Author Archive: Dan Hudlow

July 14, 2010

Build on Strength

Apple’s announcement of the iPhone 4 has had an interestingly polarized reaction. While many have praised the all-new design and unprecedented screen quality, others, who are already happy with another platform, have found it almost completely un-compelling. Beyond the natural tendency for human bias and the obvious contrast in priorities of the two platforms, this difference of opinion still provides some food for thought.

If you had asked me what the iPhone’s strongest advantages over its competitors were before the iPhone 4 announcement, I probably would have cited, among other things, build quality and text rendering. And yet, apparently, those are two of the things Apple has most focused on improving. It could be argued that this is an illogical move on Apple’s part—that Apple should have instead focused on the software features touted by competitors. (I’m not an Android user, but I’m told its notification system, for example, is excellent.)

But I don’t think Apple’s decisions are at all illogical. I think they’ve employed a principle we could all do well to realize and remember: when your company has a best-in-class product or service, it shouldn’t get too distracted with beating its competitors to beat itself. Certainly there are things to be learned from competitors in any industry; but the most important customers are always the ones you already have.

So, why strengthen what’s already strong? Current customers probably chose your company because of its strengths and in spite of its weaknesses. In a way, then, they’ve already identified that what your company does well is extremely important to them. This is, of course, no excuse to ignore weaknesses—doing so could be catastrophic. But it is a charge to never get complacent about what your company does well. One day, someone else will do it better. But no company is in a better position to do so than yours.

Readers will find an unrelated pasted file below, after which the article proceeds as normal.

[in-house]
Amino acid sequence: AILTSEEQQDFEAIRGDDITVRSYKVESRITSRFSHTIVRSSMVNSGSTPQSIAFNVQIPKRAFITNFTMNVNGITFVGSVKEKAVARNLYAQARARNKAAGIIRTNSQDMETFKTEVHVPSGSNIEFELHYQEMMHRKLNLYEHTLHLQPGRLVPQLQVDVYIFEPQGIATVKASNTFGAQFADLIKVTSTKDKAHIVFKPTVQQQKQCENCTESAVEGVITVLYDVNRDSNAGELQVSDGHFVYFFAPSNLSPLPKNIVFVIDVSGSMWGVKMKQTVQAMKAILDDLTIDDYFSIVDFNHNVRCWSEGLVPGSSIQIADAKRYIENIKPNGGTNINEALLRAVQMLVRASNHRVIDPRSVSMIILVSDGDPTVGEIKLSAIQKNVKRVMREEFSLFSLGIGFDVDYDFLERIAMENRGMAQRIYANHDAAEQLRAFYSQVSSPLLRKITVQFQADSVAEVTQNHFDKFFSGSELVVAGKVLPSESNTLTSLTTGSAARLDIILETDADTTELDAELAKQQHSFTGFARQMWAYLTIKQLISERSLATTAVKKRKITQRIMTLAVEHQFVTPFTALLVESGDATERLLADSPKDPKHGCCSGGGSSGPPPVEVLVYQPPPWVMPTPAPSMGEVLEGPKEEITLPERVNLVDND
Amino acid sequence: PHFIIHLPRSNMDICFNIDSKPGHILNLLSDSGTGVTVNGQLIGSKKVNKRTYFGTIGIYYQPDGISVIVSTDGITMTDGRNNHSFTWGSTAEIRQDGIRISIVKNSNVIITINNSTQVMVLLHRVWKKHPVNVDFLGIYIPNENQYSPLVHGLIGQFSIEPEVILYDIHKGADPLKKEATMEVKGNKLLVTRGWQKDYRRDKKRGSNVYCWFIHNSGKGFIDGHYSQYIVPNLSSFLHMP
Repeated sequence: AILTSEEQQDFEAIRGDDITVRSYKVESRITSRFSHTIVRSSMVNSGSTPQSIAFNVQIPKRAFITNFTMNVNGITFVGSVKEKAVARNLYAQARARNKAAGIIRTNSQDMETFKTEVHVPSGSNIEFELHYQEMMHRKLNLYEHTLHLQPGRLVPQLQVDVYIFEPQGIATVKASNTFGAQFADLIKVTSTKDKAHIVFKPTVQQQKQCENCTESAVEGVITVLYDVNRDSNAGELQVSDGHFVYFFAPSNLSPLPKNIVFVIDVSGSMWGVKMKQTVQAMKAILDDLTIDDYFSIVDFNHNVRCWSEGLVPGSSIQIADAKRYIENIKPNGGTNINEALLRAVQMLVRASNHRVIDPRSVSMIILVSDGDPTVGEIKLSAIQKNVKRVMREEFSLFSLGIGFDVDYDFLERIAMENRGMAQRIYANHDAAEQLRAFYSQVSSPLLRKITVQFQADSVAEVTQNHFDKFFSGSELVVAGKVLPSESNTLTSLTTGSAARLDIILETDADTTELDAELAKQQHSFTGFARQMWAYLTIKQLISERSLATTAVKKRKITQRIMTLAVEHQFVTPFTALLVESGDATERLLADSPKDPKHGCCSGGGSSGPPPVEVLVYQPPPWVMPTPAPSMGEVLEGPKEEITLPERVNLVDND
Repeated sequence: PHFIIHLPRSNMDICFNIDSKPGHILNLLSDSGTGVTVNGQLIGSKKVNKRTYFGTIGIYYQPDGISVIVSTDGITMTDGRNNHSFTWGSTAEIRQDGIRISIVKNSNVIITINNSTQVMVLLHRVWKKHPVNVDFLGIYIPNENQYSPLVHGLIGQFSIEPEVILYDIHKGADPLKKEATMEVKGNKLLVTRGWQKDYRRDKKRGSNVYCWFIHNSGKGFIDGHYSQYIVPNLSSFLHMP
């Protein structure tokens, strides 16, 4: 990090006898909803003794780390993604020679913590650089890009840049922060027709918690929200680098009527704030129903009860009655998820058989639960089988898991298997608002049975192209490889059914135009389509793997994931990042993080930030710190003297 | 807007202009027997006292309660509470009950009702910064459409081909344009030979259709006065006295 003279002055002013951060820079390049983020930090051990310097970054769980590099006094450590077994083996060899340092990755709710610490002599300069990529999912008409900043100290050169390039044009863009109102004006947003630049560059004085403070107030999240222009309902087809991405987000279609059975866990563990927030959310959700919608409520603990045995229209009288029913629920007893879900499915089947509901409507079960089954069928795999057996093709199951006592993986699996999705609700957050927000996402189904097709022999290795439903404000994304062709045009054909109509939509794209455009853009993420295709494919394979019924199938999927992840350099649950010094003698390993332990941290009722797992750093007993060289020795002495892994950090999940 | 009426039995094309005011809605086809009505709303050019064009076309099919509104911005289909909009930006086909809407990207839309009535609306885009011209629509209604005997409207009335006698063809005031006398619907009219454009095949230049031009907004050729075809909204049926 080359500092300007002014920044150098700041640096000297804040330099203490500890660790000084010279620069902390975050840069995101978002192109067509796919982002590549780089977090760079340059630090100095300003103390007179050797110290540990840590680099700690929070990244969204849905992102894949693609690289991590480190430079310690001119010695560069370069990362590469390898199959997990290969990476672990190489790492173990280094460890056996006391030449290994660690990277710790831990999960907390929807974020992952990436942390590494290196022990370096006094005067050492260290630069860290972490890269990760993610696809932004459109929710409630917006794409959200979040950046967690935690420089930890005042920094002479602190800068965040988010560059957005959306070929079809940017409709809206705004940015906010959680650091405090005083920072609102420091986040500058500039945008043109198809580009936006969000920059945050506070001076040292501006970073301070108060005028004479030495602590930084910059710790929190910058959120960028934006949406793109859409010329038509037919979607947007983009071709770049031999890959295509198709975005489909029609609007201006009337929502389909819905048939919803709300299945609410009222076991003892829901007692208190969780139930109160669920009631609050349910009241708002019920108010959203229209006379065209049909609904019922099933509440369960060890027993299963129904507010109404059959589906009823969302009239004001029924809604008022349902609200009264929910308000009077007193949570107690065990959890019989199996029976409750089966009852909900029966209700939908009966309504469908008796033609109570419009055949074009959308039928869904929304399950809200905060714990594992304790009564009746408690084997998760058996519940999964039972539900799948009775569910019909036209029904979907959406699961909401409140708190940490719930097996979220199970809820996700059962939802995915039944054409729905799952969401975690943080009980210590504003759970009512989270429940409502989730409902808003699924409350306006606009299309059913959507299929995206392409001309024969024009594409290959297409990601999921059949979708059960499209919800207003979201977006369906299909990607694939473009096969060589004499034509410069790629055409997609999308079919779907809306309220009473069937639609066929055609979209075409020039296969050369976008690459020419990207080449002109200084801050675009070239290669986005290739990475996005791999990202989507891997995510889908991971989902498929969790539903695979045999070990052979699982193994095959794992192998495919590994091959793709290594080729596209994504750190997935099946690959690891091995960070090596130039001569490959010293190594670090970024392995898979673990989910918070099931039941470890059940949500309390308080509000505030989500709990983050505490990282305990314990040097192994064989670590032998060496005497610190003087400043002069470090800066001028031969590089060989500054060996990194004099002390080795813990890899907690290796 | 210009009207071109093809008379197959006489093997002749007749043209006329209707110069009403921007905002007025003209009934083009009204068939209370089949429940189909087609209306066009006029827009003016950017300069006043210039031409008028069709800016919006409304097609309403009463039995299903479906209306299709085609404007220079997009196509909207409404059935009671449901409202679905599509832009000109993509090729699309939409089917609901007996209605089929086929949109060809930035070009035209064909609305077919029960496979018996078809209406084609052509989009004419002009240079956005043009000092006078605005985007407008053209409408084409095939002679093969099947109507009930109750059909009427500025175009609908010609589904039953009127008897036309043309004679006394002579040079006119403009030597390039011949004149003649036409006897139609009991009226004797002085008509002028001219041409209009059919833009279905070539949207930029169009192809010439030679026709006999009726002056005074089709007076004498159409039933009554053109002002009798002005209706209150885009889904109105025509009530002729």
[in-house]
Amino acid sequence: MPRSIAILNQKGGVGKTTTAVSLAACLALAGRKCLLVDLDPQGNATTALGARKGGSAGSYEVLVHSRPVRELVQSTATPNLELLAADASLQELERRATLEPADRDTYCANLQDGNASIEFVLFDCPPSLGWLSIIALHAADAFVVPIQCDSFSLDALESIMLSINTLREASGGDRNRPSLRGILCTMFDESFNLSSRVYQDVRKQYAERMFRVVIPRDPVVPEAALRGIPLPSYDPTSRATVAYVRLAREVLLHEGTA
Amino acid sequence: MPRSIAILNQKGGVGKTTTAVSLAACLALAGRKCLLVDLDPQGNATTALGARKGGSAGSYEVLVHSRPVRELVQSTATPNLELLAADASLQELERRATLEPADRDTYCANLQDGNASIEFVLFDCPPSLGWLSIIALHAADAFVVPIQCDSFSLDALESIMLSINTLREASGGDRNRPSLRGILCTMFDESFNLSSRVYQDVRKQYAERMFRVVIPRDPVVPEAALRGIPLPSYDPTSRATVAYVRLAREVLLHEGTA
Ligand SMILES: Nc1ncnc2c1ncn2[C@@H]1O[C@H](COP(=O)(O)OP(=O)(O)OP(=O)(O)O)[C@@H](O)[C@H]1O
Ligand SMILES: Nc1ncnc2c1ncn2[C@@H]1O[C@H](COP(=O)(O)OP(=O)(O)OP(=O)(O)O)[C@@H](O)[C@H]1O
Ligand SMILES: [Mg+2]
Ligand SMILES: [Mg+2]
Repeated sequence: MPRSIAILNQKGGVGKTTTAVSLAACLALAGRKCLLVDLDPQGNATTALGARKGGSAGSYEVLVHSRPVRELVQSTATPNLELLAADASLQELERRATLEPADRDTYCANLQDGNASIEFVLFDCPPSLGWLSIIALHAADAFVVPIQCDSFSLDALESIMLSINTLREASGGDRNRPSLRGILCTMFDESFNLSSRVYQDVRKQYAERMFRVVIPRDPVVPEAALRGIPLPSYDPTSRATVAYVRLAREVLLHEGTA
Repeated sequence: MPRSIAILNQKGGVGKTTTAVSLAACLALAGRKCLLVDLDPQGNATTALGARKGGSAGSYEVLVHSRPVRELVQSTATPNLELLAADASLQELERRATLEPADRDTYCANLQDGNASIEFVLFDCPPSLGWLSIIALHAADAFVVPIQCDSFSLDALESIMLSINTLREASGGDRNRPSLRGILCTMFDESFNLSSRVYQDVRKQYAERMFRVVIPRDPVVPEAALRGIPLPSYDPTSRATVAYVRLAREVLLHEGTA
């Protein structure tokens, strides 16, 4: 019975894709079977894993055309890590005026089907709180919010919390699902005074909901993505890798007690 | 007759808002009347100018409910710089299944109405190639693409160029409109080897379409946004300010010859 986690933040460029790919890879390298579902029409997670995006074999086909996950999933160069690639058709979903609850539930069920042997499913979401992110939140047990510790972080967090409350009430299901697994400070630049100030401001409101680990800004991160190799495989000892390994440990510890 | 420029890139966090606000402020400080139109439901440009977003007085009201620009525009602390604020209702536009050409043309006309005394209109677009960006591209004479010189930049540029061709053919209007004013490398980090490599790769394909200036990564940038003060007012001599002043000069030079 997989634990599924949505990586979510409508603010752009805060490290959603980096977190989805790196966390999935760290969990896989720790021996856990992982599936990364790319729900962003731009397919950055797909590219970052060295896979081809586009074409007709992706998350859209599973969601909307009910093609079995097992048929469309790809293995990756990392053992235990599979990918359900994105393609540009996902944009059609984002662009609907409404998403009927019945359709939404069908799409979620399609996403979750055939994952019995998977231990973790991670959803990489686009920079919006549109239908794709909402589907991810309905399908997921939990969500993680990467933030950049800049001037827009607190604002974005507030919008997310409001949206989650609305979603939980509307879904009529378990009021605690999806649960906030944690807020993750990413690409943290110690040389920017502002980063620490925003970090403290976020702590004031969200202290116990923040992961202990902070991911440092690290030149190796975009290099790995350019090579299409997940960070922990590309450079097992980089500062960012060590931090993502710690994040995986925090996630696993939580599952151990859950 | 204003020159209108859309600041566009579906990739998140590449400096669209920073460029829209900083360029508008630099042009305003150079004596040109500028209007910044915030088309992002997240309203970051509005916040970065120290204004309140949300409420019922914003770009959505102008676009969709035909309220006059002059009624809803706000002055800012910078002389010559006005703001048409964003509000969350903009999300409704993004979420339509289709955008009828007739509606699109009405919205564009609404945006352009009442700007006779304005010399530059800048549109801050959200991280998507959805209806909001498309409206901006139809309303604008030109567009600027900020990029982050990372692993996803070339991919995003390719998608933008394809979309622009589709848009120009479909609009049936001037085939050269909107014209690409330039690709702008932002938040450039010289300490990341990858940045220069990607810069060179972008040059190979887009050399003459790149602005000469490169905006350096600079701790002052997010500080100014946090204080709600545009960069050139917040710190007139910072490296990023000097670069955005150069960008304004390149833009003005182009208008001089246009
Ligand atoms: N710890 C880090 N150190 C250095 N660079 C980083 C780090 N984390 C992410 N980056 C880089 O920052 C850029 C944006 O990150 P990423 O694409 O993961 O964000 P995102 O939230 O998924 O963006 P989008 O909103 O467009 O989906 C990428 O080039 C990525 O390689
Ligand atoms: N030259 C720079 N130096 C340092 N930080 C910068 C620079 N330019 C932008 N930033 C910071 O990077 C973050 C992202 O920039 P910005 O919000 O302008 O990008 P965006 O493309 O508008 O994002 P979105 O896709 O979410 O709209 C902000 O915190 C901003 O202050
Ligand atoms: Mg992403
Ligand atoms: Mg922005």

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July 1, 2010

The Invisible Cloud

Our data defines the way we work, the way we relax, the way we play, and the way we live. Few job descriptions can be separated from the data involved. From the nurse who manages patient records to the package deliverer who obtains digital signatures, almost everyone works with data. Likewise, in our personal lives, we store everything from music and movies to photographs and recipes digitally.

Our societally-ingrained reliance on and use of digital data is what makes it so important. And while business data may have an estimable dollar worth, our personal data is often invaluable. A good business lead might be worth thousands of dollars, but a video of a daughter taking her first steps is priceless.

Sadly, such data is being lost every day. It’s been estimated1 that almost 20 billion dollars of business data is lost yearly. It’s hard to imagine how much priceless personal data must also be lost. And even though we in the technical business know to treat hard disk drives as subject to unexpected failure and mobile devices as easily broken, lost, or stolen2, many individuals do nothing to prevent or mitigate the loss of their personal data.